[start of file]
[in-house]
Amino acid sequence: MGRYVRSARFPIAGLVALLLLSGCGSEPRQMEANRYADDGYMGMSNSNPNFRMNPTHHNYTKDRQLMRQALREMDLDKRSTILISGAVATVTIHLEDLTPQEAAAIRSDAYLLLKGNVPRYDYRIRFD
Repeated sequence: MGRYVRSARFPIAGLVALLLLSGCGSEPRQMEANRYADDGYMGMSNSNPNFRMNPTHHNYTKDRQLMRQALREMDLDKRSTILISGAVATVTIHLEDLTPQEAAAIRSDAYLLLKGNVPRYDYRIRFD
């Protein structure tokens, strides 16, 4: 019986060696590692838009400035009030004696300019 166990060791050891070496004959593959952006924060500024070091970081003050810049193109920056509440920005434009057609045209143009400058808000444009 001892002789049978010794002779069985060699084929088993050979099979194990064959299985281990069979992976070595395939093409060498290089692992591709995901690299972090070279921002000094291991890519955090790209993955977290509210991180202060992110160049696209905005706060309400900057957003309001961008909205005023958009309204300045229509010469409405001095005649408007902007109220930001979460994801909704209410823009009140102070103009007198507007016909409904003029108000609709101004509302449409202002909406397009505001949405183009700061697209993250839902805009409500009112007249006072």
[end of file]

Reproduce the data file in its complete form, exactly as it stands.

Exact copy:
[in-house]
Amino acid sequence: MGRYVRSARFPIAGLVALLLLSGCGSEPRQMEANRYADDGYMGMSNSNPNFRMNPTHHNYTKDRQLMRQALREMDLDKRSTILISGAVATVTIHLEDLTPQEAAAIRSDAYLLLKGNVPRYDYRIRFD
Repeated sequence: MGRYVRSARFPIAGLVALLLLSGCGSEPRQMEANRYADDGYMGMSNSNPNFRMNPTHHNYTKDRQLMRQALREMDLDKRSTILISGAVATVTIHLEDLTPQEAAAIRSDAYLLLKGNVPRYDYRIRFD
């Protein structure tokens, strides 16, 4: 019986060696590692838009400035009030004696300019 166990060791050891070496004959593959952006924060500024070091970081003050810049193109920056509440920005434009057609045209143009400058808000444009 001892002789049978010794002779069985060699084929088993050979099979194990064959299985281990069979992976070595395939093409060498290089692992591709995901690299972090070279921002000094291991890519955090790209993955977290509210991180202060992110160049696209905005706060309400900057957003309001961008909205005023958009309204300045229509010469409405001095005649408007902007109220930001979460994801909704209410823009009140102070103009007198507007016909409904003029108000609709101004509302449409202002909406397009505001949405183009700061697209993250839902805009409500009112007249006072």